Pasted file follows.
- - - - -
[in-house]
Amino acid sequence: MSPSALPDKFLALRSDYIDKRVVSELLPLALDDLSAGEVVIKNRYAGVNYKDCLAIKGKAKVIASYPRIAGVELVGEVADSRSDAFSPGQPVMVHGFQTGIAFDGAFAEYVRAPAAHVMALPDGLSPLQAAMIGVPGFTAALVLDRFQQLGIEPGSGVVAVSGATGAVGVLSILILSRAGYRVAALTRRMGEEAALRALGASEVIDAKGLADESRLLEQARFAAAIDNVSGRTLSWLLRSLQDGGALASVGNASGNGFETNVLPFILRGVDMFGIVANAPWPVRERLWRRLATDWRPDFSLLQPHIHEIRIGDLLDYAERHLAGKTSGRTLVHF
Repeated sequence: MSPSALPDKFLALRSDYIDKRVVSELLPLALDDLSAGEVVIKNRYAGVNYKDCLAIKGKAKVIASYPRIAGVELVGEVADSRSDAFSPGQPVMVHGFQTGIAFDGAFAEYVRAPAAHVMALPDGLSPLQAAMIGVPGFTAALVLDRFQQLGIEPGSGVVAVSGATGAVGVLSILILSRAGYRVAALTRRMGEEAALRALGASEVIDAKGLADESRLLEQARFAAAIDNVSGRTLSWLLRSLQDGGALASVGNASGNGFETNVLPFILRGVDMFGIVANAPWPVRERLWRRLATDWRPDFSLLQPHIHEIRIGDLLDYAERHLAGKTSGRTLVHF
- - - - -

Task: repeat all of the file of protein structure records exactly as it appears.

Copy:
[in-house]
Amino acid sequence: MSPSALPDKFLALRSDYIDKRVVSELLPLALDDLSAGEVVIKNRYAGVNYKDCLAIKGKAKVIASYPRIAGVELVGEVADSRSDAFSPGQPVMVHGFQTGIAFDGAFAEYVRAPAAHVMALPDGLSPLQAAMIGVPGFTAALVLDRFQQLGIEPGSGVVAVSGATGAVGVLSILILSRAGYRVAALTRRMGEEAALRALGASEVIDAKGLADESRLLEQARFAAAIDNVSGRTLSWLLRSLQDGGALASVGNASGNGFETNVLPFILRGVDMFGIVANAPWPVRERLWRRLATDWRPDFSLLQPHIHEIRIGDLLDYAERHLAGKTSGRTLVHF
Repeated sequence: MSPSALPDKFLALRSDYIDKRVVSELLPLALDDLSAGEVVIKNRYAGVNYKDCLAIKGKAKVIASYPRIAGVELVGEVADSRSDAFSPGQPVMVHGFQTGIAFDGAFAEYVRAPAAHVMALPDGLSPLQAAMIGVPGFTAALVLDRFQQLGIEPGSGVVAVSGATGAVGVLSILILSRAGYRVAALTRRMGEEAALRALGASEVIDAKGLADESRLLEQARFAAAIDNVSGRTLSWLLRSLQDGGALASVGNASGNGFETNVLPFILRGVDMFGIVANAPWPVRERLWRRLATDWRPDFSLLQPHIHEIRIGDLLDYAERHLAGKTSGRTLVHF